Student Engagement in the Classroom

kids sitting in a circle Posted on June 27, 2016  in  [ Teaching & School Administration ]

Last semester, I stepped into an elementary school classroom that was filled with energetic students. These students were actively engaged in the lessons and were collaborating with their fellow classmates and teacher to think critically and problem-solve. It was an amazing opportunity to experience such a positive learning atmosphere where students were thriving from the intake of information and using the tools available to them to succeed.

Obviously, this is the dream classroom. So how can you, as a teacher, ensure that this type of engagement is provided to your students? And how does this type of learning impact students?

Create a Collaborative Learning Environment

Student engagement should be a top priority in the classroom, and brain-based projects can help guarantee that students are challenged in a beneficial way. Implementing collaborative techniques, such as Kagan structures, can be used to encourage teamwork and critical thinking with any subject.

Even down to their seating arrangement, students should be given opportunities to work alongside each other and communicate their ideas and thoughts. Collaboration and engagement are the greatest ways to provide students with meaningful connections to what they are learning and why it is important.

Demonstrate Real-World Relevance

When students realize that what they are learning will make a difference for their future and will impact the way they see the world, connections are made and students are more likely to enjoy what they are learning.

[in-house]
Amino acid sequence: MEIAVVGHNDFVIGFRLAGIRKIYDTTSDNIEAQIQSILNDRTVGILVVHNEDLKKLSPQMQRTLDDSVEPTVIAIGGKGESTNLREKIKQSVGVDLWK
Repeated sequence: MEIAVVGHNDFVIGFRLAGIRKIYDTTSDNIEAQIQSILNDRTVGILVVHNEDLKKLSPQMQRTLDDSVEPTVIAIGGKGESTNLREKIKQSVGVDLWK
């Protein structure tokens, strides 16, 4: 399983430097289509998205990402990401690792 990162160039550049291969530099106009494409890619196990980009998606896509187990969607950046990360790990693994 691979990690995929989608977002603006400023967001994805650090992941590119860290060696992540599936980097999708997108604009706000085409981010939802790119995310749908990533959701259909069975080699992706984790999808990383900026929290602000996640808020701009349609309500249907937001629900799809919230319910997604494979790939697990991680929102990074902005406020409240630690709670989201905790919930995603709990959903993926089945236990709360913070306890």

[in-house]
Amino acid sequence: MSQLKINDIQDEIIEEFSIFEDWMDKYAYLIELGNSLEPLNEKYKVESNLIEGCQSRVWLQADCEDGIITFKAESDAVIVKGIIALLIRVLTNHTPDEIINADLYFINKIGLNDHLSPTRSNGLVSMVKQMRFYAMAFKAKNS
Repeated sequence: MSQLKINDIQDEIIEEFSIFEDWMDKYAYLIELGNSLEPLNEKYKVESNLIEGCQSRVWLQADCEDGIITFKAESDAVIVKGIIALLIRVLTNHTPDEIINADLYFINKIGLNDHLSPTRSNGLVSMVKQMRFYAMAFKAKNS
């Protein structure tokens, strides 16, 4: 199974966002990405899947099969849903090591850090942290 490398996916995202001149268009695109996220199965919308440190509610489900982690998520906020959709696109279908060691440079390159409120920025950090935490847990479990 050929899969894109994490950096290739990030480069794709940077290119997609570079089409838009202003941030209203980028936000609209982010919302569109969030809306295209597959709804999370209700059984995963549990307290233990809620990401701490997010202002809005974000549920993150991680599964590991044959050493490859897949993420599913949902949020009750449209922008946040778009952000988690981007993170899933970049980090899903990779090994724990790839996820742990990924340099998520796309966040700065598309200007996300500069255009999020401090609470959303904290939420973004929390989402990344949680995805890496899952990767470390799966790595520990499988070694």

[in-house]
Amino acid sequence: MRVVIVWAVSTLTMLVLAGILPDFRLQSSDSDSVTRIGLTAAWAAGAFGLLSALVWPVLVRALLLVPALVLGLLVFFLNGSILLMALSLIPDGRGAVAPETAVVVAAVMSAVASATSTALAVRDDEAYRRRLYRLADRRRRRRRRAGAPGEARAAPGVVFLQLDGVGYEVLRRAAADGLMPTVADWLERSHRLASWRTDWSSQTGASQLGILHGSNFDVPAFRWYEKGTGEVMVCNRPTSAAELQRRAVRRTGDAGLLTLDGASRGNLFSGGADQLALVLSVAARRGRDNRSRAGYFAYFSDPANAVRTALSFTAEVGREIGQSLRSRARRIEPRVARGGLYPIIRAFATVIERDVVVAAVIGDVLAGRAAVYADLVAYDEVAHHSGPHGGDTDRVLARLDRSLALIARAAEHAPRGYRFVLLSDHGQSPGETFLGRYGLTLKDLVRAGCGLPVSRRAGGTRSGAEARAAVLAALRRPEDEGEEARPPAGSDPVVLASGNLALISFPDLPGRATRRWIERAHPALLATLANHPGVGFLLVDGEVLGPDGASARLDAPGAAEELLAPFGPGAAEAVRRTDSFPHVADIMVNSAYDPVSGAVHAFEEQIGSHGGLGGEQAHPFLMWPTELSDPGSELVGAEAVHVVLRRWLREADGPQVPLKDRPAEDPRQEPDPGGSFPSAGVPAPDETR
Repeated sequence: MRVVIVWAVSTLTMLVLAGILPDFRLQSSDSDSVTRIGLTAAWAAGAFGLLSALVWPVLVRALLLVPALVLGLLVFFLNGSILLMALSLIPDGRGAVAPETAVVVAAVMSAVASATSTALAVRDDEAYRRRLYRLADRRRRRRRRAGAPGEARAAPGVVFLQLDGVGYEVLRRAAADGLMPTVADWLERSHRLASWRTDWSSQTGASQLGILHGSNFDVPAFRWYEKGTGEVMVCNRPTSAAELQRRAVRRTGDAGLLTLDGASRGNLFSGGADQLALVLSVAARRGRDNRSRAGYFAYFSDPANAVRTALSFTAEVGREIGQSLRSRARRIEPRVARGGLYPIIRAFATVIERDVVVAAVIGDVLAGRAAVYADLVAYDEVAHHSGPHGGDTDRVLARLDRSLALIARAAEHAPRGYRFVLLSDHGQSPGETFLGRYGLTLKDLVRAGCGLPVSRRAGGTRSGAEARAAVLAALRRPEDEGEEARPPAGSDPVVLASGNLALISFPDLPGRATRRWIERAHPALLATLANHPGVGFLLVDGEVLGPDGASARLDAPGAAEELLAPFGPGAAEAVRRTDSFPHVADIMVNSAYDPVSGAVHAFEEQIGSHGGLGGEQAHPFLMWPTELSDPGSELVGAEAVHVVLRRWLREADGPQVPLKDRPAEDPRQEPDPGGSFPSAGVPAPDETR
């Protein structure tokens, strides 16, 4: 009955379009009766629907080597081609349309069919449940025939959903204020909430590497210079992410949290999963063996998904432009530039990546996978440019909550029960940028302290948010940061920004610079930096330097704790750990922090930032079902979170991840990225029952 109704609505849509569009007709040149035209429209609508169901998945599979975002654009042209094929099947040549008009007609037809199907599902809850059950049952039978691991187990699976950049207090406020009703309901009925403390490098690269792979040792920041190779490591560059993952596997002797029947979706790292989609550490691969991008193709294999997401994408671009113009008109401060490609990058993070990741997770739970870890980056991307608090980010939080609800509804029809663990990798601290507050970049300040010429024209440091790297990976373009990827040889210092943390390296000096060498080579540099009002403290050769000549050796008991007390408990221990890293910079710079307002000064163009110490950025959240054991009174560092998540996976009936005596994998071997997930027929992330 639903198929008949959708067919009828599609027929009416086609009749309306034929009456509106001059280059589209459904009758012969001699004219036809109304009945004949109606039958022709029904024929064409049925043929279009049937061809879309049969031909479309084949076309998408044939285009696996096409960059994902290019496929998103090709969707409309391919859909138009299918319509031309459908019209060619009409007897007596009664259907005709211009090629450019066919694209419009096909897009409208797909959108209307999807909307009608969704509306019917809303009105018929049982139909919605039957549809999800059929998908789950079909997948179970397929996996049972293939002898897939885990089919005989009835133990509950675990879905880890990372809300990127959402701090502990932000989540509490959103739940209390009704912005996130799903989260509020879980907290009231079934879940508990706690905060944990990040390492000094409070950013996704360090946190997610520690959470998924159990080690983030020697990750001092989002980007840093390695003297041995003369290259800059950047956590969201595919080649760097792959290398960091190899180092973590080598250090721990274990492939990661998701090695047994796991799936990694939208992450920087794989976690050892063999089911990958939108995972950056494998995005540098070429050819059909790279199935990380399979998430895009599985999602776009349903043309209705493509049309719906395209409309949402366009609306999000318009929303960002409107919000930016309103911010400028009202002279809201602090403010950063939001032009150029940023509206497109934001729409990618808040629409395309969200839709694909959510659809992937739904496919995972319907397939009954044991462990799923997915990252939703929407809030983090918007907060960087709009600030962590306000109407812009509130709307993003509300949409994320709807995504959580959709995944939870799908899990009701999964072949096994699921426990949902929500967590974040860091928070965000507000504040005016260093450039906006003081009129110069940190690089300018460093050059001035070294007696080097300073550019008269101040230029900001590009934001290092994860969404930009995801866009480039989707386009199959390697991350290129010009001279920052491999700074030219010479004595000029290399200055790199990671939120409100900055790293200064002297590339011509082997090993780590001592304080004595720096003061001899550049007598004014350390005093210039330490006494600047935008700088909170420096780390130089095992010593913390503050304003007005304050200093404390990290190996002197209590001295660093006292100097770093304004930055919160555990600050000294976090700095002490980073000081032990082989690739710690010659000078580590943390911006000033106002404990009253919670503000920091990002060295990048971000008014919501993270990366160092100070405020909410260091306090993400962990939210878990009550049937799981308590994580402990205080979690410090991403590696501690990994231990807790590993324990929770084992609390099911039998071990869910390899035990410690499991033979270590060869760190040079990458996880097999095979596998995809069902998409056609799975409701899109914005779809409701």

As a teacher, you can provide students with chances to seek out information about what interests them and allow them to discover the importance of learning. Because children are naturally curious, you can provide opportunities for students to inquire and ask questions. Students also benefit from being given the tools necessary to answer these questions and to challenge others to dig deeper as well.

It is a personal dream of mine to someday create a classroom where students are excited about coming to class, and where engagement and collaboration are key goals. I strongly believe that when students are given age-appropriate activities and tools, they will be able to make meaningful connections to what they are learning and why it matters to their lives. Just as the Kagan website declares, “It’s all about engagement!”

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